The resulting summaries were dramatically different. The LSTM system yielded this highly repetitive and fairly technical summary: "Baylisascariasis," kills mice, has endangered the allegheny woodrat and has caused disease like blindness or severe consequences.
This infection, termed "baylisascariasis," kills mice, has endangered the allegheny woodrat and has caused disease like blindness or severe consequences.
"And so we tried a few natural language processing tasks on it," Soljačić says.
"One that we tried was summarizing articles, and that seems to be working quite well." The proof is in the reading As an example, they fed the same research paper through a conventional LSTM-based neural network and through their RUM-based system.
And as we got to be more familiar with AI, we would notice that every once in a while there is an opportunity to add to the field of AI because of something that we know from physics—a certain mathematical construct or a certain law in physics.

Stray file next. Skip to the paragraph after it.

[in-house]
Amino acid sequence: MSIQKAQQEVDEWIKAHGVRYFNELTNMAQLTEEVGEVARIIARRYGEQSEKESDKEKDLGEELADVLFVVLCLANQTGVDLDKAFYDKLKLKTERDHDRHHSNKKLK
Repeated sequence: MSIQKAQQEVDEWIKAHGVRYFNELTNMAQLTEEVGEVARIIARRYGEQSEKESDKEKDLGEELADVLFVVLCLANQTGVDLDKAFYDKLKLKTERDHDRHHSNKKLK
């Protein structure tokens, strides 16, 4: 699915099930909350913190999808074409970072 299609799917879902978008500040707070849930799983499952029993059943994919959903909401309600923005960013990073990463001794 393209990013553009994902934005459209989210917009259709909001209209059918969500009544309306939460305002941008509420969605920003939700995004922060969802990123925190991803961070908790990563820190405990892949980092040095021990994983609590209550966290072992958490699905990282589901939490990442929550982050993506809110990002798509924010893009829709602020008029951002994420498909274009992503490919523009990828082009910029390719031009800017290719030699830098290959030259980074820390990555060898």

We noticed that hey, if we use that, it could actually help with this or that particular AI algorithm." This approach could be useful in a variety of specific kinds of tasks, he says, but not all.Essentially, the system represents each word in the text by a vector in multidimensional space—a line of a certain length pointing in a particular direction.Each subsequent word swings this vector in some direction, represented in a theoretical space that can ultimately have thousands of dimensions."We can't say this is useful for all of AI, but there are instances where we can use an insight from physics to improve on a given AI algorithm." Neural networks in general are an attempt to mimic the way humans learn certain new things: The computer examines many different examples and "learns" what the key underlying patterns are.Such systems are widely used for pattern recognition, such as learning to identify objects depicted in photos.At the end of the process, the final vector or set of vectors is translated back into its corresponding string of words."RUM helps neural networks to do two things very well," Nakov says.But the approach the team developed could also find applications in a variety of other areas besides language processing, including machine translation and speech recognition.The work is described in the journal Transactions of the Association for Computational Linguistics, in a paper by Rumen Dangovski and Li Jing, both MIT graduate students; Marin Soljačić, a professor of physics at MIT; Preslav Nakov, a senior scientist at the Qatar Computing Research Institute, HBKU; and Mićo Tatalović, a former Knight Science Journalism fellow at MIT and a former editor at New Scientist magazine.A team of scientists at MIT and elsewhere has developed a neural network, a form of artificial intelligence (AI), that can read scientific papers and render a plain-English summary in a sentence or two.Credit: Chelsea Turner The work of a science writer, including this one, includes reading journal papers filled with specialized technical terminology, and figuring out how to explain their contents in language that readers without a scientific background can understand.